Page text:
There are startups focusing mainly on non-alcoholic beverages such as the Athletic Brewing company. For these brands, Dry January is the month to introduce their products and brands to customers.
The sober movement and its people
There has been a special focus in the media on positive stories of how sobriety changed lives, shared through blogs and (online) sober communities.
Australian, Shanna Whan’s journey to sobriety started after hitting rock-bottom and waking up in the emergency ward after passing out from alcohol. Now, she is 5 years sober and founder of Sober in the Country, a national advocacy network for regional professionals re-evaluating their relationship with alcohol. She notes how most people don’t realize they have an alcohol problem because they have an otherwise healthy lifestyle.
Australian author Jill Stark took a year off alcohol, chronicling her experience in a bestselling book, “High Sobriety”. For stark giving up alcohol is the single most helpful thing she can do for her mental health. She also says it was easier to be sober now than when she wrote her book nine years ago. The alcohol norm had weakened in society and wider range of choices were available – and acceptable – now for the alcohol-free way of life. Stark who is 43 years old, says the push for sobriety came from the younger generation.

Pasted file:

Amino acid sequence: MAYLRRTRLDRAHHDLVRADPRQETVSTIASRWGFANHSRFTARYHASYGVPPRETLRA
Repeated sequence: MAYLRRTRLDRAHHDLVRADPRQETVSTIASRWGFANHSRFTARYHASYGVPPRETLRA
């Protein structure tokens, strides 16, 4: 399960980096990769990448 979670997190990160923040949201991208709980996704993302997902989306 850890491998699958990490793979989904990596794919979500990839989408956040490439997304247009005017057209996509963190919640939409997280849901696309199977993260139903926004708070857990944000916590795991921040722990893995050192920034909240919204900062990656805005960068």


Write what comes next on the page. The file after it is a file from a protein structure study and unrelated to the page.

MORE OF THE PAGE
There are a variety of reasons why youth are staying alcohol-free, reducing alcohol use or going sober.
For 24-year-old Lauren Colcombe the reason was mental health.
When you are sober, you are in control and you are aware of how you feel, but alcohol messes with your head. I didn’t [consume alcohol] for two years and I completely got over my mental health issues from doing that,” said Lauren as per Wales Online.